WASHINGTON ― Industry members are joining forces to compete for two multibillion-dollar contracts for the Navy’s Next Generation Enterprise Network Re-compete program.

The Department of the Navy’s broad effort to modernize and improve its information technology services for the Navy and Marine Corps, the NGEN-R contract will be divided into two parts: an end user hardware (EUHW) segment, and a service management, integration and transport (SMIT) segment.

The EUHW segment focuses on hardware as a service and hardware for purchase, such as cellphones, laptops and tablets. SMIT prioritizes network services such as system integration, software core build services and computer network defense.

The Space and Naval Warfare Systems Center Pacific Network Integration and Engineering Facility is filled with Consolidated Afloat Ships Network Enterprise Services modules being operationally tested prior to fleet delivery. (Rick Naystatt/U.S. Navy)
The Space and Naval Warfare Systems Center Pacific Network Integration and Engineering Facility is filled with Consolidated Afloat Ships Network Enterprise Services modules being operationally tested prior to fleet delivery. (Rick Naystatt/U.S. Navy)

So who is competing to take over responsibility for more than 70 percent of the Navy’s IT infrastructure?

In 2013, a single, five-year NGEN contract worth $3.5 billion was awarded to a team of companies led by Hewlett-Packard. Other companies on the team include AT&T, IBM, Lockheed Martin and Northrop Grumman. Another team spearheaded by Harris Corps. that lost out on the contract included General Dynamics, Cisco and Verizon. All of these companies were registrants for NGEN-R’s third industry day on Jan. 25, 2017, and will likely again compete for the lucrative contracts.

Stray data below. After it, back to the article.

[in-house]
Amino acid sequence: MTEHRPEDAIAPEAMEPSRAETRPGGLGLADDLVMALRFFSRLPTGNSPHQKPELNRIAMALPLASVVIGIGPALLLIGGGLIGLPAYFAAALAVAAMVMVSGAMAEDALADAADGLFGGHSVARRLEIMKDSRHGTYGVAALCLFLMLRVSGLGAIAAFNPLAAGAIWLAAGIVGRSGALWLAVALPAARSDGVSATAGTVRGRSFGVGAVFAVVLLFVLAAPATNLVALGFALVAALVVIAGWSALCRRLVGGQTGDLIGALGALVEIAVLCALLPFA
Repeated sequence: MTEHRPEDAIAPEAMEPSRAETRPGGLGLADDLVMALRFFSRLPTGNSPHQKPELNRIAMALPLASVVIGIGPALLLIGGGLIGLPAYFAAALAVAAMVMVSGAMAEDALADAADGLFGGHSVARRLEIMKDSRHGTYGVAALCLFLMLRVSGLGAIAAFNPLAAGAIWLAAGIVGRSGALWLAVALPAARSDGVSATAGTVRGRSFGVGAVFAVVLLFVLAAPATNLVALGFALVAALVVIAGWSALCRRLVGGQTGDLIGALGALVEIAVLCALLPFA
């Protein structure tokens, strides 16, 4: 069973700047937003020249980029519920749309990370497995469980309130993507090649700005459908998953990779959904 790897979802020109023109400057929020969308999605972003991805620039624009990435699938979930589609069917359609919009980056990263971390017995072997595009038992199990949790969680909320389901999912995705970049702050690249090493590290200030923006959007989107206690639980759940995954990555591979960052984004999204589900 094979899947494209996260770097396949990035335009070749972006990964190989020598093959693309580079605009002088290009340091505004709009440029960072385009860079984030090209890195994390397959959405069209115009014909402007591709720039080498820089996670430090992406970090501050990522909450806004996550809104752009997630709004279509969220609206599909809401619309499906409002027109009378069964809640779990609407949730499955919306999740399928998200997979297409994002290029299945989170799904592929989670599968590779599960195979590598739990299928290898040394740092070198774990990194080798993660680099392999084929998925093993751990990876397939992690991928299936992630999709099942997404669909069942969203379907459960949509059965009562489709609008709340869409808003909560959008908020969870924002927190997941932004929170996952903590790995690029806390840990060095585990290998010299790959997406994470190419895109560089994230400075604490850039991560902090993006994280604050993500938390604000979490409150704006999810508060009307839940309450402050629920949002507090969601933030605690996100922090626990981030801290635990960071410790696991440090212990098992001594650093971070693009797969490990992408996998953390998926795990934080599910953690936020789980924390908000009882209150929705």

On Feb. 5, Leidos announced a partnership with IBM, Unisys and Verizon to compete for the SMIT contract.

DXC Technologies, formed by a merger between Computer Sciences Corporation and the enterprise service branch of Hewlett-Packard, recently announced it has added AT&T to its team vying for the Navy’s business.

Other companies, like CSRA, have released a series of whitepapers on the program, articulating why their company would be suitable partners for the Navy.

According to Capt. Michael Abreu, the Navy’s program manager for the Naval Enterprise Networks Program Office, the service has not yet been decided if the same company can win both the EDHW and SMIT contracts.

“We believe we have a healthy industry base that is going to be able to compete for both of these segments,” Abreu said. “The scale is quite large. The ability of a company to be able to provide enterprise IT services at the scale that the Navy requires for upwards of 700,000 users across the globe requires companies to be partnered with each other and be robust in their ability to deliver those kinds of services.”

One NGEN contract will be awarded in November, the other in December.